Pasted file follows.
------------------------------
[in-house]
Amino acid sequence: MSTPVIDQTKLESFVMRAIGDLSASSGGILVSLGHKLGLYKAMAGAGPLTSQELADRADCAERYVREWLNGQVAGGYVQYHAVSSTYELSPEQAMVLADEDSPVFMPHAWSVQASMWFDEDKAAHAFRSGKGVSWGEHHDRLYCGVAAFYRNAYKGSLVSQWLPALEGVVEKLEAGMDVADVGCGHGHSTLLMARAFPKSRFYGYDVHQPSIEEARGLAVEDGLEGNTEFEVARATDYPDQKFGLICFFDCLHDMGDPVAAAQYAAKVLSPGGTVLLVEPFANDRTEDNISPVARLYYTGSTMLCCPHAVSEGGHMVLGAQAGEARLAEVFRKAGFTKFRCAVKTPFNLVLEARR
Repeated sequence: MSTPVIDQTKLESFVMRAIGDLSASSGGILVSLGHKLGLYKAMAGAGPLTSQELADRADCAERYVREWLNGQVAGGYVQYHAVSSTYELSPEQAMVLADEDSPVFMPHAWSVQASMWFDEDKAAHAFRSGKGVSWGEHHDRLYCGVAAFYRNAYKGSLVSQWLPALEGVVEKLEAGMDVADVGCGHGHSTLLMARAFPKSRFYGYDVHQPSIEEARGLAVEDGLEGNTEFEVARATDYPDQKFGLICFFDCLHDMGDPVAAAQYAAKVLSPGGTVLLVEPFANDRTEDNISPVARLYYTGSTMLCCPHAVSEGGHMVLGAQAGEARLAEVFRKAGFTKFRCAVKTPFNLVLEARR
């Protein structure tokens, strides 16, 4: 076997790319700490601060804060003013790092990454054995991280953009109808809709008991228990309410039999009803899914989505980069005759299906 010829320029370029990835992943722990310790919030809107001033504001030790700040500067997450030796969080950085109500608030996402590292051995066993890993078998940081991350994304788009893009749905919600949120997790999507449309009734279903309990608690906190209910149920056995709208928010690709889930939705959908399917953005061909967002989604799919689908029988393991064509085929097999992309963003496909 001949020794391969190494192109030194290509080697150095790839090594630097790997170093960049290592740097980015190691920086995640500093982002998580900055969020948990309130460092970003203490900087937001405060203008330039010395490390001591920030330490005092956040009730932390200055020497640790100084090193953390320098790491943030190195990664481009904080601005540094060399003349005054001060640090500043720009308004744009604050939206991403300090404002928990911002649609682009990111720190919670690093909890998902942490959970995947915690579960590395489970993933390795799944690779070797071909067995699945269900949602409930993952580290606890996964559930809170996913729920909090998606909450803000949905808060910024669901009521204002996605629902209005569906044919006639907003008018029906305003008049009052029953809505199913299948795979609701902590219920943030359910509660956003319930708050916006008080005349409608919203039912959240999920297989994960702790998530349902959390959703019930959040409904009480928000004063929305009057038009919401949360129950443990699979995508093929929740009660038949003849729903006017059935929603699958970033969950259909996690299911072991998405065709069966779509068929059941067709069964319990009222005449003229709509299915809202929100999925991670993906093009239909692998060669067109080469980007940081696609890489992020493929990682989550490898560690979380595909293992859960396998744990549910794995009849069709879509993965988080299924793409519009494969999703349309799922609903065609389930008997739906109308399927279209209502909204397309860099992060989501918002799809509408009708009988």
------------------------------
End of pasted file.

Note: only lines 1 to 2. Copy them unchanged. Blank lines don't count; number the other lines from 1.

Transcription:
[in-house]
Amino acid sequence: MSTPVIDQTKLESFVMRAIGDLSASSGGILVSLGHKLGLYKAMAGAGPLTSQELADRADCAERYVREWLNGQVAGGYVQYHAVSSTYELSPEQAMVLADEDSPVFMPHAWSVQASMWFDEDKAAHAFRSGKGVSWGEHHDRLYCGVAAFYRNAYKGSLVSQWLPALEGVVEKLEAGMDVADVGCGHGHSTLLMARAFPKSRFYGYDVHQPSIEEARGLAVEDGLEGNTEFEVARATDYPDQKFGLICFFDCLHDMGDPVAAAQYAAKVLSPGGTVLLVEPFANDRTEDNISPVARLYYTGSTMLCCPHAVSEGGHMVLGAQAGEARLAEVFRKAGFTKFRCAVKTPFNLVLEARR